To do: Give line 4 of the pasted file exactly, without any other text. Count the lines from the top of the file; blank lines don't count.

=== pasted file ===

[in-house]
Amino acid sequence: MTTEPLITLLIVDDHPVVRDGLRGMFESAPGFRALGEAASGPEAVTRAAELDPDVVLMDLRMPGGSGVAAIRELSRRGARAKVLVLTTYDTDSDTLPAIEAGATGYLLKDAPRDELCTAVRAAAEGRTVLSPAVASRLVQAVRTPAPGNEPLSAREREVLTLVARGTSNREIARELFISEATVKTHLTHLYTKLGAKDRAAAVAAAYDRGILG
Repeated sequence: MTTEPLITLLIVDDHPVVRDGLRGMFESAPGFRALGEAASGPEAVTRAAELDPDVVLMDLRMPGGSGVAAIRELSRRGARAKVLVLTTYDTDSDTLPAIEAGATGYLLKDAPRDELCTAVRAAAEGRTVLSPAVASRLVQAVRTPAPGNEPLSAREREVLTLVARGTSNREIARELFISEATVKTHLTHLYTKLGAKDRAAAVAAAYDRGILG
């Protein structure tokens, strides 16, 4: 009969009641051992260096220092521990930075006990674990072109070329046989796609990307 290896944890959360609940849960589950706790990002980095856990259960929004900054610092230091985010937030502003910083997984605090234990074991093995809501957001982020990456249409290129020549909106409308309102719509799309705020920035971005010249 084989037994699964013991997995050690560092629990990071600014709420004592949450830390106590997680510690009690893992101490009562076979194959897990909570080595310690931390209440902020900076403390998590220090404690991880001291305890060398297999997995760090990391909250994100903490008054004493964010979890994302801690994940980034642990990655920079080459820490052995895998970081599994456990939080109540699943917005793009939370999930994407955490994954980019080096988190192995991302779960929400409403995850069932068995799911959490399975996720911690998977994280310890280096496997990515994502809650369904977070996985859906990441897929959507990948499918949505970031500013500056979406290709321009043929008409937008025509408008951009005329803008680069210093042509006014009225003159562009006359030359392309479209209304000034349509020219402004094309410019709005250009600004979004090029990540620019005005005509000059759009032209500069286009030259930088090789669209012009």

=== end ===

């Protein structure tokens, strides 16, 4: 009969009641051992260096220092521990930075006990674990072109070329046989796609990307 290896944890959360609940849960589950706790990002980095856990259960929004900054610092230091985010937030502003910083997984605090234990074991093995809501957001982020990456249409290129020549909106409308309102719509799309705020920035971005010249 084989037994699964013991997995050690560092629990990071600014709420004592949450830390106590997680510690009690893992101490009562076979194959897990909570080595310690931390209440902020900076403390998590220090404690991880001291305890060398297999997995760090990391909250994100903490008054004493964010979890994302801690994940980034642990990655920079080459820490052995895998970081599994456990939080109540699943917005793009939370999930994407955490994954980019080096988190192995991302779960929400409403995850069932068995799911959490399975996720911690998977994280310890280096496997990515994502809650369904977070996985859906990441897929959507990948499918949505970031500013500056979406290709321009043929008409937008025509408008951009005329803008680069210093042509006014009225003159562009006359030359392309479209209304000034349509020219402004094309410019709005250009600004979004090029990540620019005005005509000059759009032209500069286009030259930088090789669209012009």